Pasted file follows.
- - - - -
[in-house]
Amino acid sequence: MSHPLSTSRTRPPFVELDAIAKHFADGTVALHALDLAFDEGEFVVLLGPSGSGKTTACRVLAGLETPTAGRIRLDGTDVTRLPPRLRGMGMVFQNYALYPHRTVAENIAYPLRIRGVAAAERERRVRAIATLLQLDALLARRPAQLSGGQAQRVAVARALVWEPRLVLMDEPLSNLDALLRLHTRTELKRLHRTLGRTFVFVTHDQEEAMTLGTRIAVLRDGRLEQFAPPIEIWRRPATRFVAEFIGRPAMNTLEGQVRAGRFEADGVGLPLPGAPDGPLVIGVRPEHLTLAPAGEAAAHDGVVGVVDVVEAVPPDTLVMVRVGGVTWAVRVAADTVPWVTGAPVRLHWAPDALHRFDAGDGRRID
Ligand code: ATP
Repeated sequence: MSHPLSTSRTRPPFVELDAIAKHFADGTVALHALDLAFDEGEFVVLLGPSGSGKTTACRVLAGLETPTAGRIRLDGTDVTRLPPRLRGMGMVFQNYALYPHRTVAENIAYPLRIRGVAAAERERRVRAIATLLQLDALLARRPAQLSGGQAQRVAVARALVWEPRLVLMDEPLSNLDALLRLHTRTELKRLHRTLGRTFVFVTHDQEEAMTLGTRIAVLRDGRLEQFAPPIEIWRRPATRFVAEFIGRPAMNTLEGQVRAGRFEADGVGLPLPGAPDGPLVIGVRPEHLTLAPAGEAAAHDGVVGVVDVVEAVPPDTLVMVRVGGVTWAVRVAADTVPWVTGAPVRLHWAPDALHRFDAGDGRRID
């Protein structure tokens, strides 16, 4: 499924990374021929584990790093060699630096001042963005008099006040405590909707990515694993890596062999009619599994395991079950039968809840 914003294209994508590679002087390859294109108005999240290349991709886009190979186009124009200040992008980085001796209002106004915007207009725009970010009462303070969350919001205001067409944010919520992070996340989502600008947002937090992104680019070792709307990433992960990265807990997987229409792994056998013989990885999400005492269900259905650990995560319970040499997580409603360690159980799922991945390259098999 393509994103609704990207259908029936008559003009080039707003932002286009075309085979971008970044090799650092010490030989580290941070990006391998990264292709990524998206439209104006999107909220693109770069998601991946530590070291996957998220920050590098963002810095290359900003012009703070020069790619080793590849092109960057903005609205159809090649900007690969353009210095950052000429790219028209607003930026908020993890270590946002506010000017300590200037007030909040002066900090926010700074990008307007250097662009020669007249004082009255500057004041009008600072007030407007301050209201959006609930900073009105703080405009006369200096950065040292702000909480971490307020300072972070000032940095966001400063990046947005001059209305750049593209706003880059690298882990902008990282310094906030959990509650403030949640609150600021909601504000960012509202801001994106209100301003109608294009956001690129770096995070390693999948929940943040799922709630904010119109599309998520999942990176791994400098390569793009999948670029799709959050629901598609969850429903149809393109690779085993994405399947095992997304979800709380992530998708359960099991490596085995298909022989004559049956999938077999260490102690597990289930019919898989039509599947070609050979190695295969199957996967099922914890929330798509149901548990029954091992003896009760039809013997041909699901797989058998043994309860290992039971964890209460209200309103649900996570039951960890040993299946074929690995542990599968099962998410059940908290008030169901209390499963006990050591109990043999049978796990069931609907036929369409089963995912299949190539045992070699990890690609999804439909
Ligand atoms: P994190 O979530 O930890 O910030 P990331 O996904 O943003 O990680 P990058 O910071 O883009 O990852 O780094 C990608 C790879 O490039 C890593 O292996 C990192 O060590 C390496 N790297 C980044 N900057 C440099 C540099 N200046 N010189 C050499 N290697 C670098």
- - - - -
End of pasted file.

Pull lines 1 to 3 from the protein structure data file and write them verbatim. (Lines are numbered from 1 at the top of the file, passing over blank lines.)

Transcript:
[in-house]
Amino acid sequence: MSHPLSTSRTRPPFVELDAIAKHFADGTVALHALDLAFDEGEFVVLLGPSGSGKTTACRVLAGLETPTAGRIRLDGTDVTRLPPRLRGMGMVFQNYALYPHRTVAENIAYPLRIRGVAAAERERRVRAIATLLQLDALLARRPAQLSGGQAQRVAVARALVWEPRLVLMDEPLSNLDALLRLHTRTELKRLHRTLGRTFVFVTHDQEEAMTLGTRIAVLRDGRLEQFAPPIEIWRRPATRFVAEFIGRPAMNTLEGQVRAGRFEADGVGLPLPGAPDGPLVIGVRPEHLTLAPAGEAAAHDGVVGVVDVVEAVPPDTLVMVRVGGVTWAVRVAADTVPWVTGAPVRLHWAPDALHRFDAGDGRRID
Ligand code: ATP